Here is a 1959 letter from the US embassy in Kathmandu to the State Department, outlining the regulations to be adhered to for mountain climbing expeditions in search of the Yeti.
The document was recently found in the files of the National Archives.
It seems that while the Nepal government was concerned for the safety of the legendary monster, they also wanted to control the flow of any news and images (and actual specimens) confirming the creature’s existence:
Click for larger image
For centuries, and particularly in the past decade, there have been reports of strange, hairy hominids roaming around Siberia – one of the world’s most remote regions.
Some people believe that these beings are probably the remnants of a Neanderthal-type race of humans. Others say that they may be a form of great ape.
Now government officials in Siberia are going to officially investigate these strange claims:
Government officials in Siberia are planning to set up a special research institute dedicated to the study of yetis following a number of recent mysterious sightings of the folkloric creature.
Hominology experts, who are lined up to lead the studies at Kemerovo University, are eager to prove their existence after people in remote parts of the region claim to have caught a glimpse of the elusive being.
According to 15 witness statements by Siberian locals in the Kemerovo region, 7-ft tall, hairy, manlike creatures have been spotted wandering the Mount Shoria wilderness, with one man even claiming to have saved a yeti from drowning in a river while hunting.
Villager, Afanasy Kiskorov in Tashtagol reportedly witnessed the yeti activity first-hand. He said: “Their bodies were covered in red-and-black fur and they could climb trees. The creature was screaming in fear after falling into a swollen mountain river.”
Despite the alleged sightings, no photographic evidence as yet confirms the existence of the ‘abominable snowmen.’
However, hair specimens, large footprints and huge branch shelters in forests have fuelled scientific belief to traces of the yetis, described as the ‘Neanderthal ancestors of man.’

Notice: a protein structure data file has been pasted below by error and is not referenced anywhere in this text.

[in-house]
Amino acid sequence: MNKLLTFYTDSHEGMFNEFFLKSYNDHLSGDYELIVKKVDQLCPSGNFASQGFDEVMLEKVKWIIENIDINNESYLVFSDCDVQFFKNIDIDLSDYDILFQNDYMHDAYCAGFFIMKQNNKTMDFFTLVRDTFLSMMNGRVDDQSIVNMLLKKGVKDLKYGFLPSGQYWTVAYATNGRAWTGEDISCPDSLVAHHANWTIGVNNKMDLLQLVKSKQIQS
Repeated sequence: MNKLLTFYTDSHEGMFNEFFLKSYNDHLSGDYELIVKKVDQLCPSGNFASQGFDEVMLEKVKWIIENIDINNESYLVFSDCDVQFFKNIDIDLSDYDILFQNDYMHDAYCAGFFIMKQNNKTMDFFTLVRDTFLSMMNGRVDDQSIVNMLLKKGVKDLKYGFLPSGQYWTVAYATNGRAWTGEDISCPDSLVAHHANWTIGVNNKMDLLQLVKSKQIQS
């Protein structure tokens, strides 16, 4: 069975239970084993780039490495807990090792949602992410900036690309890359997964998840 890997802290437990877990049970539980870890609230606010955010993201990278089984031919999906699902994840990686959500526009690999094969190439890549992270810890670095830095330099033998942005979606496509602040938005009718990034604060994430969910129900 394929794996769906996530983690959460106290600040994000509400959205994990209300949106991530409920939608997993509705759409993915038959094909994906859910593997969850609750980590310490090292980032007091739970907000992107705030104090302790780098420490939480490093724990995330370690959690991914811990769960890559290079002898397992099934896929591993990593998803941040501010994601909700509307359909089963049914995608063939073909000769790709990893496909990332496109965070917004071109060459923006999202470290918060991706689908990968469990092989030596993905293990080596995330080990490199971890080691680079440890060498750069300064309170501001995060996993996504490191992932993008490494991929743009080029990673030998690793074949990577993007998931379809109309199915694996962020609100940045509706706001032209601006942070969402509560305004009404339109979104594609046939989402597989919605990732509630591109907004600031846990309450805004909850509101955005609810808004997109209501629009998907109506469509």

read the rest of the article on Yahoo News
Dushanbe is not a real city. It isn’t a real capital and Tajikistan is not a real country. The northern neighbour of Afghanistan is a failure with a flag, shiny passports and a gang of savvy criminals that calls itself a government. This buffer between the empires fell apart a long time ago.
The city has leafy boulevards laid out in an almost utopian socialist grid. The streets are quiet but on balmy Asian nights the streets come alive with drug mega-barons racing their SUVs, blaring out rap music and tossing a few coins at the impoverished police officers — teenagers in uniform — if anybody gets in their way. These boulevards are a Soviet mirage, a Potemkin city which was initially named after a dictator — Stalinabad. It became Dushanbe in 1961 as part of Khruschev’s de-Stalinisation.
Dushanbe is a hodge-podge of dirt tracks, sodden sewage holes, tiny whitewashed homes with corrugated-iron roofs. It swarms with under-fives, their veiled mothers, jobless dads, chickens and a nocturnal orchestra of wild dogs. Dushanbe is a slum for more than 650,000 people and the capital of a country where 70 per cent live in abject rural poverty. Tajikistan has soaring birth-rates, rising illiteracy, fraudulent elections, de-urbanisation and a 1,200km border with Afghanistan.
Rakhmatillo Zoirov has vacant pale eyes. His slacks are fraying. He lives in a dilapidated, garbage-strewn row of flats overlooking a desolate motorway. Repairmen have been absent since the fall of communism and children play gangsters in courtyards of broken glass. No one takes schooling here seriously. Zoirov is the only opposition politician publically to criticise the dictatorial leader Emomali Rakhmon.
Read the whole article here: Standpoint Magazine
From the outside, it’s an unremarkable industrial warehouse, home to Duke’s Auction House. But the stench of turpentine marks it out from the other buildings on the Grove Industrial Estate in Dorchester, Dorset. It’s the first clue that inside lurks a haven of Victorian taxidermy.
Step in, and you’ll see a Bengali tiger on its hind legs, 8ft tall, lunging claws-first (and canines first) towards you. Behind him is a peacock, glorious tail splayed behind it.
To the right are three zebras, a camel, baby rhinoceros and seven lions, the lioness twisted on the ground, sinking her incisors into a bloodied antelope. All in all, there are 250 animals, many of which are the treasures of an eccentric 19th-century professor and explorer.
Elsewhere are grotesque figures: shrunken monkey heads on spikes, Siamese lambs conjoined at the head, a velvet coffin with the body of a 16-year-old Congolese boy (complete with an elephant’s head stitched to his corpse), and dozens of glass-eyed waxworks with liver- spotted skin or daggers plunging into their chests.
Oh, and a blue dress once worn by Princess Diana.
Read more and see pics: